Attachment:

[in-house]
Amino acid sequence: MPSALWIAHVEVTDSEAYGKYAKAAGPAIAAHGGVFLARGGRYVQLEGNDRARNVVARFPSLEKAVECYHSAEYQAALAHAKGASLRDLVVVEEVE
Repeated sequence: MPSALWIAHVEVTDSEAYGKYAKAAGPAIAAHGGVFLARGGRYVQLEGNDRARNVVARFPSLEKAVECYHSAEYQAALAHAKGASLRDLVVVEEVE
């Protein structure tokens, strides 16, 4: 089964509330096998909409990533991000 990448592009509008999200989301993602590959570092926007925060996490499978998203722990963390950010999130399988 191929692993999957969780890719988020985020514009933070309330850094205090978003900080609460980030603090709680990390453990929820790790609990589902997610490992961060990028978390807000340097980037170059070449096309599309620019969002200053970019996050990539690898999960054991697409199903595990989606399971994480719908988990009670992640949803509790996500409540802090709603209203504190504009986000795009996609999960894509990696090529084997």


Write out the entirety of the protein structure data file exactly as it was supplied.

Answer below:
[in-house]
Amino acid sequence: MPSALWIAHVEVTDSEAYGKYAKAAGPAIAAHGGVFLARGGRYVQLEGNDRARNVVARFPSLEKAVECYHSAEYQAALAHAKGASLRDLVVVEEVE
Repeated sequence: MPSALWIAHVEVTDSEAYGKYAKAAGPAIAAHGGVFLARGGRYVQLEGNDRARNVVARFPSLEKAVECYHSAEYQAALAHAKGASLRDLVVVEEVE
């Protein structure tokens, strides 16, 4: 089964509330096998909409990533991000 990448592009509008999200989301993602590959570092926007925060996490499978998203722990963390950010999130399988 191929692993999957969780890719988020985020514009933070309330850094205090978003900080609460980030603090709680990390453990929820790790609990589902997610490992961060990028978390807000340097980037170059070449096309599309620019969002200053970019996050990539690898999960054991697409199903595990989606399971994480719908988990009670992640949803509790996500409540802090709603209203504190504009986000795009996609999960894509990696090529084997």